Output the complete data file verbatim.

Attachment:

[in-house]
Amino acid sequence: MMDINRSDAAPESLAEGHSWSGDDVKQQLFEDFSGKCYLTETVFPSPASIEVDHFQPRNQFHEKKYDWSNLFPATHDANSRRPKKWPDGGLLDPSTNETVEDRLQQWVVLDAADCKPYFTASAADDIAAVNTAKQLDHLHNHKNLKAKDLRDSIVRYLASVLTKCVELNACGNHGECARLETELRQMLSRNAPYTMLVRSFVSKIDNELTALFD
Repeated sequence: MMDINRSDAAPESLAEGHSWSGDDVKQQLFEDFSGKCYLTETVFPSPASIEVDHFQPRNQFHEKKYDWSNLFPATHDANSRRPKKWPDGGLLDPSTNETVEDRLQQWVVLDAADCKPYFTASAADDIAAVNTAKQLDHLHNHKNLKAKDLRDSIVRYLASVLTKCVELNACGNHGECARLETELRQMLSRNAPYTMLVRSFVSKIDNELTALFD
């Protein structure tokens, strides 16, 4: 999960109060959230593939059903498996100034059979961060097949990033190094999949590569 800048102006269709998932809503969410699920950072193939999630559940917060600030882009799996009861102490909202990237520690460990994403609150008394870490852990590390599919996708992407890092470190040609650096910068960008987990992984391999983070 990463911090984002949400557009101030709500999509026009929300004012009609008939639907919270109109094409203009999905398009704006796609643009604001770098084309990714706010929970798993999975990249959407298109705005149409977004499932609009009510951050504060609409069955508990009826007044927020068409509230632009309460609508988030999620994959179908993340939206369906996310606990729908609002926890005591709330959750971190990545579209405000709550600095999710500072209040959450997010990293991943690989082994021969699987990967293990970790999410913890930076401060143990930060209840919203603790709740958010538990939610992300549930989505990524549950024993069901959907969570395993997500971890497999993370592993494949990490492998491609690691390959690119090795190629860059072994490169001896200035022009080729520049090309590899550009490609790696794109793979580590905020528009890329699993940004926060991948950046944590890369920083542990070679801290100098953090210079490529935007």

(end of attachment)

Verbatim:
[in-house]
Amino acid sequence: MMDINRSDAAPESLAEGHSWSGDDVKQQLFEDFSGKCYLTETVFPSPASIEVDHFQPRNQFHEKKYDWSNLFPATHDANSRRPKKWPDGGLLDPSTNETVEDRLQQWVVLDAADCKPYFTASAADDIAAVNTAKQLDHLHNHKNLKAKDLRDSIVRYLASVLTKCVELNACGNHGECARLETELRQMLSRNAPYTMLVRSFVSKIDNELTALFD
Repeated sequence: MMDINRSDAAPESLAEGHSWSGDDVKQQLFEDFSGKCYLTETVFPSPASIEVDHFQPRNQFHEKKYDWSNLFPATHDANSRRPKKWPDGGLLDPSTNETVEDRLQQWVVLDAADCKPYFTASAADDIAAVNTAKQLDHLHNHKNLKAKDLRDSIVRYLASVLTKCVELNACGNHGECARLETELRQMLSRNAPYTMLVRSFVSKIDNELTALFD
């Protein structure tokens, strides 16, 4: 999960109060959230593939059903498996100034059979961060097949990033190094999949590569 800048102006269709998932809503969410699920950072193939999630559940917060600030882009799996009861102490909202990237520690460990994403609150008394870490852990590390599919996708992407890092470190040609650096910068960008987990992984391999983070 990463911090984002949400557009101030709500999509026009929300004012009609008939639907919270109109094409203009999905398009704006796609643009604001770098084309990714706010929970798993999975990249959407298109705005149409977004499932609009009510951050504060609409069955508990009826007044927020068409509230632009309460609508988030999620994959179908993340939206369906996310606990729908609002926890005591709330959750971190990545579209405000709550600095999710500072209040959450997010990293991943690989082994021969699987990967293990970790999410913890930076401060143990930060209840919203603790709740958010538990939610992300549930989505990524549950024993069901959907969570395993997500971890497999993370592993494949990490492998491609690691390959690119090795190629860059072994490169001896200035022009080729520049090309590899550009490609790696794109793979580590905020528009890329699993940004926060991948950046944590890369920083542990070679801290100098953090210079490529935007």